President Obama Just Got Black Lives Matter Completely Wrong


One of President Barack Obama's formative political experiences was working as a community organizer as a young man in Chicago. But you may not have guessed it based on his puzzling criticism of Black Lives Matter activists for "yelling" too much.

At a youth town hall Sunday in London, MSNBC reports that Obama expressed sympathy for the grievances of the criminal justice reform movement, but was skeptical of their tactics.    

"You can't just keep on yelling at them and you can't refuse to meet because that might compromise the purity of your position," Obama said, per MSNBC. "The value of social movements and activism is to get you at the table, get you in the room and then start trying to figure out how is this problem going to be solved. You then have a responsibility to prepare an agenda that is achievable — that can institutionalize the changes you seek and to engage the other side."

Read more: Why Bill Clinton Just Tripped Up Hillary in the Worst Way Possible

Obama said he felt the Black Lives Matter movement was falling prey to a problem that afflicts all too many activists — an inability to translate advocacy into concrete programs.

"Too often what I see is wonderful activism that highlights a problem, but then people feel so passionately ... that they never take that next step and say, 'Well now I have to sit down and try to actually get something done?'" he said.

The problem: Obama's sentiment that activists can be better at agitating than execution is fair as a general concern, but in the case of Black Lives Matter it misses the mark by quite a wide margin. 

First and foremost, Black Lives Matter did very rapidly form a wing that engaged institutional politics. In the last year, activists from the movement have met with officials at the White House and Democratic presidential candidates Hillary Clinton and Sen. Bernie Sanders. Movement members have launched multiple Black Lives Matter political action committees to support political candidates who take up their banner (although they've had a slow start). And some activists met with liberal megadonors at the Democracy Alliance's annual gathering in November. 

Activist meetings with political movers and shakers have entailed the discussion of a wide range of issues, but there's evidence that they've had a real focus. Campaign Zero, which has figured prominently in high-level discussions, has laid out a very specific vision of police reforms required to reverse trends of police violence and overzealous arrest rates in communities of color. And when Democrats have discussed things like a "new New Deal" that invests funds in low-resource minority neighborhoods, it's precisely because activists have pushed them to use that language.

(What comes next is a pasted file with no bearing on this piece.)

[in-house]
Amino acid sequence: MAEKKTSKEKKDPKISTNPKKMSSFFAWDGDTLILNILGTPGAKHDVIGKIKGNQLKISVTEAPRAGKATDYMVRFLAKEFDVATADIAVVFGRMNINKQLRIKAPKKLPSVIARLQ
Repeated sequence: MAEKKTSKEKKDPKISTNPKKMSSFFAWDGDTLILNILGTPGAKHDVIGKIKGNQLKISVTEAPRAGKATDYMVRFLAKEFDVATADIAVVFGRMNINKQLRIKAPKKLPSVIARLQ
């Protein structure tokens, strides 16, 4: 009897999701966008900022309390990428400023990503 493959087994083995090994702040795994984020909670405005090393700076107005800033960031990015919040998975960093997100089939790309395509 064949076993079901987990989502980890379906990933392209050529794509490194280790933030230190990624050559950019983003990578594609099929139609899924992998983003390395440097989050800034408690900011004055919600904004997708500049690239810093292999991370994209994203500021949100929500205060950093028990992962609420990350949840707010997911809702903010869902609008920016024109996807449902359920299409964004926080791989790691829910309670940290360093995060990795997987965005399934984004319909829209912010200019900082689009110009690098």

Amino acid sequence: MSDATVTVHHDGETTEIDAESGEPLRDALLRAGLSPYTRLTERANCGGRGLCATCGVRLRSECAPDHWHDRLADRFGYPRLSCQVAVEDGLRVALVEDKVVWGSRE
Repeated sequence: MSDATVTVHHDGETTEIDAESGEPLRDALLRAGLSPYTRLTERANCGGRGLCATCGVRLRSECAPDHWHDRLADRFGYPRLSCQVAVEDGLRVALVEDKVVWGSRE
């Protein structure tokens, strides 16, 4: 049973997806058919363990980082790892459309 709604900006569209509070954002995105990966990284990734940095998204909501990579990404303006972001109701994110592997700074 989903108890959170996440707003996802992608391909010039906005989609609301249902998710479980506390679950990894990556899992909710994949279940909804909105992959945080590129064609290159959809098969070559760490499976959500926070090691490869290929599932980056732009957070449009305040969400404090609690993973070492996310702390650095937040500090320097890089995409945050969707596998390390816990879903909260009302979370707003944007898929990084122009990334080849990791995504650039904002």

So what is Obama talking about? He may just be venting about the pressure that the Clintons — who occupy the same space in establishment Democratic politics that he does — have been experiencing in recent months from activists at speaking events. Hillary Clinton was called out in February for her 1996 reference to certain young black criminals as "super predators," and Bill Clinton was disrupted during a speech earlier in April over the 1994 crime bill. Perhaps in Obama's eyes, those kinds of actions have been overly shrill and a distraction from the kind of mature and sober meetings that activists should be having behind closed doors. 

But that complaint is weak as well. Those confrontations have spurred serious public conversations about the past that matter in the present. Talking about the dehumanizing language that politicians on both sides of the aisle used toward black youth in the '90s has been important for contextualizing the kinds of anti-crime policies that were pursued at the time. And scrutinizing the Clintons' support for tough-on-crime policies from that time is an effective way to push them to be better on the issues, as well as create a bigger mandate for more sweeping reform. 

The reality is that successful social movements need both strident advocacy and an ability to engage in deal-making. Both those impulses complement each other by shifting the conversation, and then translating that conversation into action. Given that most reforms that are being considered in Washington at the moment offer fairly weak corrections to a deeply flawed criminal justice system, there isn't a strong case for activists to be yelling any less. In fact, given that political reform always hinges on momentum, they should probably be yelling more.